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Dystrophic Epidermolysis Bullosa (Discovered in the Basset Hound)

Dystrophic Epidermolysis Bullosa (DEB) is a skin disorder that causes skin fragility and blistering, as well as irritations in the oral cavity and esophagus. The associated genetic variant has been identified in the Basset Hound.

Key Signs

Fragile skin, Skin blistering, Oral lesions, Nail loss, Stunted growth, Failure to thrive, Death

Age of Onset

At birth

Present at birth


Autosomal Recessive

For autosomal recessive disorders, dogs with two copies of the variant are at risk of developing the condition. Dogs with one copy of the variant are considered carriers and are usually not at risk of developing the disorder. However, carriers of some complex variants grouped in this category may be associated with a low risk of developing the disorder. Individuals with one or two copies may pass the disorder-associated variant to their puppies if bred.

Likelihood of the Condition

High likelihood

At risk dogs are highly likely to show signs of this disease in their lifetime.

What to Do

Here’s how to care for a dog with DEB

Partner with your veterinarian to make a plan regarding your dog’s well-being, including any insights provided through genetic testing. If your pet is at risk or is showing signs of this disorder, then the first step is to speak with your veterinarian.

For Veterinarians

Here’s what a vet needs to know about DEB

Dystrophic Epidermolysis Bullosa is a group of inherited disorders associated with dysfunctional collagen protein. DEB is characterized by skin fragility and multifocal to coalescing skin blistering and ulceration. In affected dogs, bullae may appear within days of birth and often in areas of high friction, such as the nasal planum, dorsal muzzle, and paw pads. Ulcerations may be observed on the lips, tongue and esophagus. Skin crusting and nail sloughing may also occur. Affected puppies may appear smaller than littermates as a result of discomfort with eating. Neonatal death has also been reported in affected puppies.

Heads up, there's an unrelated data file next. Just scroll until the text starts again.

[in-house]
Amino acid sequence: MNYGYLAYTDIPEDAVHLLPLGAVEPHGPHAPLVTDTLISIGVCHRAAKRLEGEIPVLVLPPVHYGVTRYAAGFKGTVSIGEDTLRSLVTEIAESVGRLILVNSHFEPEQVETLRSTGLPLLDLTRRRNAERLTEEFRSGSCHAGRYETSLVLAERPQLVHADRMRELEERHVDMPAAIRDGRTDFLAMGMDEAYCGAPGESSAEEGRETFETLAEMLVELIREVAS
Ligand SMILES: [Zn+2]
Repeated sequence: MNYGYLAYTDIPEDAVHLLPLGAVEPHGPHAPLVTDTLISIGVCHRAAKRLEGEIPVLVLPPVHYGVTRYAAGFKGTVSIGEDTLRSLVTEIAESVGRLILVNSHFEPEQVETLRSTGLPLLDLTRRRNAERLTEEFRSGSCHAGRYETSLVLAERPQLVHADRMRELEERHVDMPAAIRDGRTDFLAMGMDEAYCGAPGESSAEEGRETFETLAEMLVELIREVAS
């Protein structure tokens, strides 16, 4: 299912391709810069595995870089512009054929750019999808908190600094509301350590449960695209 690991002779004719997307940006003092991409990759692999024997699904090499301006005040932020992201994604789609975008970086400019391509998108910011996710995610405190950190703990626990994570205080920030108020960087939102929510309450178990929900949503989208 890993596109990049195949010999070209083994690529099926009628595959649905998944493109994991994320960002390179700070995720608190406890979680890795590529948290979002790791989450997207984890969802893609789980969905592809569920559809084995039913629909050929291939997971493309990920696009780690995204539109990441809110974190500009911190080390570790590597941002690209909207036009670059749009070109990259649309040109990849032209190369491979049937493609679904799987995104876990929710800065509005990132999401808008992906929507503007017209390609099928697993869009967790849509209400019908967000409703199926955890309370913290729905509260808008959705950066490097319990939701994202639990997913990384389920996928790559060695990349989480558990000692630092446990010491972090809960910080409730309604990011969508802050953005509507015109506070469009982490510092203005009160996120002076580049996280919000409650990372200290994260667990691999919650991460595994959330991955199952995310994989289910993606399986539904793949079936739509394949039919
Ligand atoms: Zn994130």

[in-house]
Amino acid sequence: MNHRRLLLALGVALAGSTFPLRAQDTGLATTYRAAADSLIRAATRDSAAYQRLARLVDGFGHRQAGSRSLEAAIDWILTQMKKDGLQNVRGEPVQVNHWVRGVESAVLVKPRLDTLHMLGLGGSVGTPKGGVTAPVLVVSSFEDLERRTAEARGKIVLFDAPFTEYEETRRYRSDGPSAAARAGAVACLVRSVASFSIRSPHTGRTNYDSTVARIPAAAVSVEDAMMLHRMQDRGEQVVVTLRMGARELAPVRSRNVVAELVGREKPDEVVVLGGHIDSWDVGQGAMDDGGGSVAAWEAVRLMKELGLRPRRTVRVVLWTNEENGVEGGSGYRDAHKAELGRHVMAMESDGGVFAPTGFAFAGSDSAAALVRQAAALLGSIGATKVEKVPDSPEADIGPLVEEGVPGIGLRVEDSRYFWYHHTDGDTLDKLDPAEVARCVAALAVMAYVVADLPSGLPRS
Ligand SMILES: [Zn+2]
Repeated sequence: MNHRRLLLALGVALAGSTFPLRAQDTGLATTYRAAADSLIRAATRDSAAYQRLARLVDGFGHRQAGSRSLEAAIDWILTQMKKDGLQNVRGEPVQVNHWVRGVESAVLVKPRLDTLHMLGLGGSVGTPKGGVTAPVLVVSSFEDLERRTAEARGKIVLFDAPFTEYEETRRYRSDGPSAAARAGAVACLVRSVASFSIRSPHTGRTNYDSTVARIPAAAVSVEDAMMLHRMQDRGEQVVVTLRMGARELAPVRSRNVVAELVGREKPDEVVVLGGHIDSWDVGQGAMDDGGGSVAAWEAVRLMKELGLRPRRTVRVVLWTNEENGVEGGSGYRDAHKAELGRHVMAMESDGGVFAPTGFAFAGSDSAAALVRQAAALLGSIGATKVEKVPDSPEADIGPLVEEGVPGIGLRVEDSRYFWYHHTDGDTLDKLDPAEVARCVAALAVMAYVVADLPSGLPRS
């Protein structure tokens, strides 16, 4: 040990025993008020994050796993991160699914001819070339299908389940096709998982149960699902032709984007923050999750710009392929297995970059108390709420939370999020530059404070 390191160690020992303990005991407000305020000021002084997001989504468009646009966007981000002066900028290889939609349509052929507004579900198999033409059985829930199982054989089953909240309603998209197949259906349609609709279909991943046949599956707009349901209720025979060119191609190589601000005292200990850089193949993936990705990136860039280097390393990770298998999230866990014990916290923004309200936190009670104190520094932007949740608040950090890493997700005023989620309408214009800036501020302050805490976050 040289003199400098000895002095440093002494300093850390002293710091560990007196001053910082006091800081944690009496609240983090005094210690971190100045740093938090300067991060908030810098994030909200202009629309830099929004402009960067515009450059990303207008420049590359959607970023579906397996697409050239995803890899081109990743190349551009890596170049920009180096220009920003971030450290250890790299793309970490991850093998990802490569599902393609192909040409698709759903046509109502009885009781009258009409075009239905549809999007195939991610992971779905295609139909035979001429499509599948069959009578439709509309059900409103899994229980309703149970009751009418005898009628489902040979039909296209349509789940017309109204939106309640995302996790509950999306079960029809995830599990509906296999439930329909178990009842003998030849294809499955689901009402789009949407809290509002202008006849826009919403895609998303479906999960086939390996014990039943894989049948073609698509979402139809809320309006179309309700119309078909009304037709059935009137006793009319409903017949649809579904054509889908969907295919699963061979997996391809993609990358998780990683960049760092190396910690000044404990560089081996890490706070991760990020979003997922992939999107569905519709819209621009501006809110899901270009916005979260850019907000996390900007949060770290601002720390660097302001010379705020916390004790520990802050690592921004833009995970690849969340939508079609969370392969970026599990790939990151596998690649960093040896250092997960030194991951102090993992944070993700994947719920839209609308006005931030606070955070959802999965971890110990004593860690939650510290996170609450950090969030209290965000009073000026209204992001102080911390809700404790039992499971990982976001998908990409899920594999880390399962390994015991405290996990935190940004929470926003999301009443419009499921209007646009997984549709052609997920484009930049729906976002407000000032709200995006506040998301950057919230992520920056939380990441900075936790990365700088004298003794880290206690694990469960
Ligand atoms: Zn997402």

Treatment is pain management, supportive care, and symptomatic depending on the severity of the dog's clinical signs. This may also include owners altering the dog's environment to reduce potential for trauma to the skin. However, general prognosis is considered poor for affected puppies and humane euthanasia is often elected based on quality of life.

For Breeders

Planning to breed a dog with this genetic variant?

There are many responsibilities to consider when breeding dogs. Regardless of test results it is important that your dog is in good general health and that you are in a position to care for the puppies if new responsible owners are not found. For first time or novice breeders, advice can be found at most kennel club websites.

This disorder is autosomal recessive, meaning two copies of the variant are needed for a dog to be at an elevated risk for being diagnosed with the condition. A carrier dog with one copy of the Dystrophic Epidermolysis Bullosa (Discovered in the Basset Hound) variant can be safely bred with a clear dog with no copies of the Dystrophic Epidermolysis Bullosa (Discovered in the Basset Hound) variant. About half of the puppies will have one copy (carriers) and half will have no copies of the variant. Puppies in a litter which is expected to contain carriers should be tested prior to breeding. Carrier to carrier matings are not advised as the resulting litter may contain affected puppies. Please note: It is possible that disorder signs similar to the ones associated with this Dystrophic Epidermolysis Bullosa variant could develop due to a different genetic or clinical cause.

Technical Details

Gene COL7A1
Variant Insertion
Chromosome 20
Coordinate Start 40,524,267
Coordinate End 40,524,380

All coordinates reference CanFam3.1

References & Credit

Credit to our scientific colleagues:

Garcia, T.M., Kiener, S., Jagannathan, V., Russell, D.S., Leeb, T. (2020). A COL7A1 variant in a litter of neonatal Basset Hounds with dystrophic epidermolysis bullosa. Genes (Basel), 11(12), 1458. View the article